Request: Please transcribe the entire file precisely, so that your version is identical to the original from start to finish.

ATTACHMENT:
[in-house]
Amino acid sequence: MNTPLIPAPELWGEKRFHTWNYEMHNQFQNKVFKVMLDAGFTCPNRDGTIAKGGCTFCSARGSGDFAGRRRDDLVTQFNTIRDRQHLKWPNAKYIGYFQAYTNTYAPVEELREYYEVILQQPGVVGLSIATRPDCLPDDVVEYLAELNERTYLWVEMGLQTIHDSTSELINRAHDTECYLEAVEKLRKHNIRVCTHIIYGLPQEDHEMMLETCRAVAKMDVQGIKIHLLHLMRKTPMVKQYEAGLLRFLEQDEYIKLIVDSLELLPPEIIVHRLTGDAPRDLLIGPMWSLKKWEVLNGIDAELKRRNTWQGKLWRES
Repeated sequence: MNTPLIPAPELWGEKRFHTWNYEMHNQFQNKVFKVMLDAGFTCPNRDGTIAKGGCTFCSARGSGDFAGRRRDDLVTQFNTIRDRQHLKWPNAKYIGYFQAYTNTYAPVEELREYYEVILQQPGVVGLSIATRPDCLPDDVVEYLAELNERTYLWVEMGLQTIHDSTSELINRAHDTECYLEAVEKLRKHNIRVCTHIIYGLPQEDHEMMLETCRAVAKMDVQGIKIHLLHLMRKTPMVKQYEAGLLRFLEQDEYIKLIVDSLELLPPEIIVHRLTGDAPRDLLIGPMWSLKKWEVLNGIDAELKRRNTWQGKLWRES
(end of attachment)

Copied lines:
[in-house]
Amino acid sequence: MNTPLIPAPELWGEKRFHTWNYEMHNQFQNKVFKVMLDAGFTCPNRDGTIAKGGCTFCSARGSGDFAGRRRDDLVTQFNTIRDRQHLKWPNAKYIGYFQAYTNTYAPVEELREYYEVILQQPGVVGLSIATRPDCLPDDVVEYLAELNERTYLWVEMGLQTIHDSTSELINRAHDTECYLEAVEKLRKHNIRVCTHIIYGLPQEDHEMMLETCRAVAKMDVQGIKIHLLHLMRKTPMVKQYEAGLLRFLEQDEYIKLIVDSLELLPPEIIVHRLTGDAPRDLLIGPMWSLKKWEVLNGIDAELKRRNTWQGKLWRES
Repeated sequence: MNTPLIPAPELWGEKRFHTWNYEMHNQFQNKVFKVMLDAGFTCPNRDGTIAKGGCTFCSARGSGDFAGRRRDDLVTQFNTIRDRQHLKWPNAKYIGYFQAYTNTYAPVEELREYYEVILQQPGVVGLSIATRPDCLPDDVVEYLAELNERTYLWVEMGLQTIHDSTSELINRAHDTECYLEAVEKLRKHNIRVCTHIIYGLPQEDHEMMLETCRAVAKMDVQGIKIHLLHLMRKTPMVKQYEAGLLRFLEQDEYIKLIVDSLELLPPEIIVHRLTGDAPRDLLIGPMWSLKKWEVLNGIDAELKRRNTWQGKLWRES